Recent studies suggest right ventricular (RV) stiffness is important in pulmonary hypertension (PH) prognosis. Smaller stroke volume (SV) variation after a certain RV end-diastolic pressure (EDP) respiratory variation as assessed by spectral transfer function (STF) may identify RV stiffness. Our aim was to evaluate RV stiffness in monocrotaline (MCT)-induced PH progression and to validate STF gain between EDP and SV as marker of stiffness. Seven-week-old male Wistar rats randomly injected with 60 mg/kg MCT or vehicle were divided into three groups (n = 12 each) according to cardiac index (CI): controls (Ctrl), preserved CI (MCT pCI), and reduced CI (MCT rCI). All underwent RV pressure-volume (PV) evaluation 24–34 days after MCT, under halogenate anesthesia and constant positive-pressure ventilation. End-diastolic stiffness (βi), end-systolic elastance (Eesi), arterial elastance for indexed volumes (Eai), and preload recruitable stroke work (PRSW) were obtained and beat-to-beat fluctuations during ventilation assessed by STF. Eai was the strongest determinant of CI, alongside βi but not PRSW. MCT rCI showed impaired ventricular-vascular coupling (VVC) and higher βi, along with low end-diastolic pressure (EDP) and stroke volume index (SVi) STF gain, denoting impaired preload reserve. On multivariate analysis βi and not Eesi correlated with EDP-SVi STF gain (P < 0.001). Receiver-operating characteristics (ROC) curve analysis of EDP-SVi STF gain showed an area under curve of 0.84 for βi prediction (P = 0.002). Afterload, impaired VVC and RV stiffness are major players in RV failure. RV stiffness can be assessed by STF gain analysis of respiratory fluctuations between EDP and SVi, which may constitute a prognostic tool in PH.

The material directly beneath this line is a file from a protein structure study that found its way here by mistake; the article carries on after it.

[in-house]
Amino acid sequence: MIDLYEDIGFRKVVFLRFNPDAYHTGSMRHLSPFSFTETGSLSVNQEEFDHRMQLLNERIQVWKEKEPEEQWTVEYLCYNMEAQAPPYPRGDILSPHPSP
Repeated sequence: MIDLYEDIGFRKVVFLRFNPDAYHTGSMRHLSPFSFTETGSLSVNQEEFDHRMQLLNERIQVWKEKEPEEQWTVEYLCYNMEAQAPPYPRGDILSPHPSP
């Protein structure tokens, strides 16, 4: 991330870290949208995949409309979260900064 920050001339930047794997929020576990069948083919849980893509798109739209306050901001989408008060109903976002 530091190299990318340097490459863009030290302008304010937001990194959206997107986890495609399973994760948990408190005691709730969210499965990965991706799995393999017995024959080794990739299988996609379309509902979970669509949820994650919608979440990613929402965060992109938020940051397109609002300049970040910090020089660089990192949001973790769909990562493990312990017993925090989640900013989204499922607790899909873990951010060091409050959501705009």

- diastolic dysfunction
- right ventricular failure
- pulmonary hypertension
- spectral transfer function analysis
- Copyright © 2016 the American Physiological Society
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